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Recently, I had the pleasure of co-facilitating a discussion around the obstacles faced by data professionals when it comes to collaborating with other teams in a data context at the Chief Data, Analytics Officers & Influencers (CDAOI) event in London, a popular industry event attended by over 200 senior decision makers from across Europe.

This particular topic is one that’s close to my heart, because at Mango we’ve made it our mission to empower organisations to make informed decisions using data science and advanced analytics to drive bigger gains, lower costs, and maximise performance. And absolutely key to this is enabling the fundamental culture-shift needed to realise the potential of the insights that data can generate.

What made the discussion even more interesting is the impact that data-driven digital transformation is having on the role of the Chief Data Officer (CDO) and Chief Analytics Officer (CAO). Historically the roles have always focused on data collection, storage and management. But, as businesses increasingly embrace a data-centric culture, the C-Suite is making space for CDOs and CAOs who have the leadership and creative skills to foster collaboration across skills and teams, helping to embed a data culture into the heart of a business.

Feeding into the CDAOI event’s mission to champion practical strategies for aligning analytics projects with corporate objectives and embed a business-wide data culture, as well as discussing barriers experienced by data professionals, we also debated solutions to overcome these in the quest to find common ground and promote better understanding and collaboration.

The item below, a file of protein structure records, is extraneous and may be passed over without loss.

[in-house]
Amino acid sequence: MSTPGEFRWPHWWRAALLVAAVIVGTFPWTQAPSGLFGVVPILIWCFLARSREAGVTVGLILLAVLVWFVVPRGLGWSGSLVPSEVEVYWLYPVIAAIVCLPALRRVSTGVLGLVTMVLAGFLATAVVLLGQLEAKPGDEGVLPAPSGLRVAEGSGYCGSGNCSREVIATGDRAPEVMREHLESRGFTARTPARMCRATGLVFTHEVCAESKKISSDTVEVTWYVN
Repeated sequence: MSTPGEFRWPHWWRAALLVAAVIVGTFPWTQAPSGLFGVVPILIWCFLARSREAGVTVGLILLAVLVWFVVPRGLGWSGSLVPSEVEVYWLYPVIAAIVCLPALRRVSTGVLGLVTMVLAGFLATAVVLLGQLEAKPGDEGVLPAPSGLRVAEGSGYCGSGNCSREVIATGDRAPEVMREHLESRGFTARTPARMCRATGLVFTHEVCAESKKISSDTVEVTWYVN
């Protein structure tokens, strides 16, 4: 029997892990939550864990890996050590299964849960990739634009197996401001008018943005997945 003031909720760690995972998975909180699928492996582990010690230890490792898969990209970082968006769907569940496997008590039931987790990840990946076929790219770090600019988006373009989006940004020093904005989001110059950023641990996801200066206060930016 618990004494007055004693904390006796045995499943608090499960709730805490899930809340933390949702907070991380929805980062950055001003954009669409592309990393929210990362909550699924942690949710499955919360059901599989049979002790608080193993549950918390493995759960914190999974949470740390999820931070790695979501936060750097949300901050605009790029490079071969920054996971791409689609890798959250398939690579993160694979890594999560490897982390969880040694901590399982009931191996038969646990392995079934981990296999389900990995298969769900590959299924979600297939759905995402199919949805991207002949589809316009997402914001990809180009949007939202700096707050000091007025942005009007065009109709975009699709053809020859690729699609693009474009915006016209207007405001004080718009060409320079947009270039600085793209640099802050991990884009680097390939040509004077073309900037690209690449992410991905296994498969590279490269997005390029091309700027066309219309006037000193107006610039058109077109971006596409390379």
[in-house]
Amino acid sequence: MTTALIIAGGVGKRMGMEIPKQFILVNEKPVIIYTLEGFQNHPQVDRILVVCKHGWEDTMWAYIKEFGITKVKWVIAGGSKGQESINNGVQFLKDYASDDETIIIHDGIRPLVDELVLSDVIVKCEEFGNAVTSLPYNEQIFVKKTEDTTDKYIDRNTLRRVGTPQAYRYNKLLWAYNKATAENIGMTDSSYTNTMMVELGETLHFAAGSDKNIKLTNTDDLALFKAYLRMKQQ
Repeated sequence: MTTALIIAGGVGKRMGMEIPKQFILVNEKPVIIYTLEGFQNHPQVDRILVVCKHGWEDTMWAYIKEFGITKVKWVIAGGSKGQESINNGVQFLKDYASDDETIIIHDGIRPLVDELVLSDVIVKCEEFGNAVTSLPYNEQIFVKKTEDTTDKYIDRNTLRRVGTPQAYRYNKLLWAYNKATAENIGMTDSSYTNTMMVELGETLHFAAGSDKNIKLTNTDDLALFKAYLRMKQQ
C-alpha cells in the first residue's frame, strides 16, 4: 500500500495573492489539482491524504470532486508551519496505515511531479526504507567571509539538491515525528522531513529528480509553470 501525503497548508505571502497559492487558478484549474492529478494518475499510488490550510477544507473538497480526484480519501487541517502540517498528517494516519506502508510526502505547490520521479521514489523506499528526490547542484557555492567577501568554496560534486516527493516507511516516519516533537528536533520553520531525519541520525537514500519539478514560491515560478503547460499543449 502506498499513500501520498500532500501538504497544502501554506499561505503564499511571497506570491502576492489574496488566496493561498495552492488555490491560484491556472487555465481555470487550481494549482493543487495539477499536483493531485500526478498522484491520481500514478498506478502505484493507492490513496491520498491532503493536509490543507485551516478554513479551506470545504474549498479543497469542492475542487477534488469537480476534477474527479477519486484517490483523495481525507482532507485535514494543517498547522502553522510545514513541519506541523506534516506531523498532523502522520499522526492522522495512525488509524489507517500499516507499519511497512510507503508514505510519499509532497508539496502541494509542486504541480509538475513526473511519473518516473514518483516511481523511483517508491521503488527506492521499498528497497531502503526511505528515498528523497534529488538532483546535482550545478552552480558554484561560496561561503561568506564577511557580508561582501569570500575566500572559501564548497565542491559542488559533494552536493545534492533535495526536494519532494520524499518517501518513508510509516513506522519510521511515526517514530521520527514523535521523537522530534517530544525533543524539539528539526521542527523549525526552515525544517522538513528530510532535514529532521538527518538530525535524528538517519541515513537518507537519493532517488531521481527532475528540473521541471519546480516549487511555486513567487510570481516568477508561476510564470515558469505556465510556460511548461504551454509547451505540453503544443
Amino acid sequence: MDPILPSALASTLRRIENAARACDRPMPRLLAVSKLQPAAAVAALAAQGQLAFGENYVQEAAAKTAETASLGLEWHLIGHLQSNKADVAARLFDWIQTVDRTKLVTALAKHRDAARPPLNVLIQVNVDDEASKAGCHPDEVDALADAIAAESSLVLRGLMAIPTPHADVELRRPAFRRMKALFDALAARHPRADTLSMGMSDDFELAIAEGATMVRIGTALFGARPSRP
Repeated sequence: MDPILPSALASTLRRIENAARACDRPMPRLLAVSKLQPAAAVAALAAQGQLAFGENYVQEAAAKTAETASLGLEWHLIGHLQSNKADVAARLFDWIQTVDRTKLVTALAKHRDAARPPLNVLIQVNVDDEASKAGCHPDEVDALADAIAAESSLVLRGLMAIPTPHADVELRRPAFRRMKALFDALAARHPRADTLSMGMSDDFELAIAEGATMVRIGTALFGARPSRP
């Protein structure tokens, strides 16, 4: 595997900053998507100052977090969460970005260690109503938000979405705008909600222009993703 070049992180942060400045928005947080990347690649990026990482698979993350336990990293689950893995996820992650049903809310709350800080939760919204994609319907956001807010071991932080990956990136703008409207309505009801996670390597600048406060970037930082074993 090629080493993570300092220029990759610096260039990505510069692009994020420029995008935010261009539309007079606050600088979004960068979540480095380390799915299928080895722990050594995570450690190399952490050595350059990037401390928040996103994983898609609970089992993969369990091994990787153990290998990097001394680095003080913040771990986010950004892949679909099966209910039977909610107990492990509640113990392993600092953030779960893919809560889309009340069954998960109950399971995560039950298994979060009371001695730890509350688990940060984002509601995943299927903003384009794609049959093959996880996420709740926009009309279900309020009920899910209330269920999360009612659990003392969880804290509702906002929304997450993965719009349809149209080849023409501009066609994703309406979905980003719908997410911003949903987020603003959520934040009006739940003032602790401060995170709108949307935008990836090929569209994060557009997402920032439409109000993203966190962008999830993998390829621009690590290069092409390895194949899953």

Here are a few of the highlights from our discussion:

  • There is a fair amount of box-ticking going on. i.e. everyone has a big data project or tool, so I will get one too. Culturally this is dangerous, as it has the potential to isolate the very people you want to include in the digital transformation process.
  • We’re training our team to not refer to ‘data’ per se, but rather talk about ‘business problems’. Framing the conversation in a more colloquial way that is more relatable creates more opportunity to introduce data as a way to collectively help address business challenges.
  • Many organisations don’t seem to consider the need to allocate budget to drive a culture change. The desire for change is there, but they seem reluctant to invest in the kind of education and awareness that’s needed to shift the organisation’s cultural needle towards data-driven digital transformation.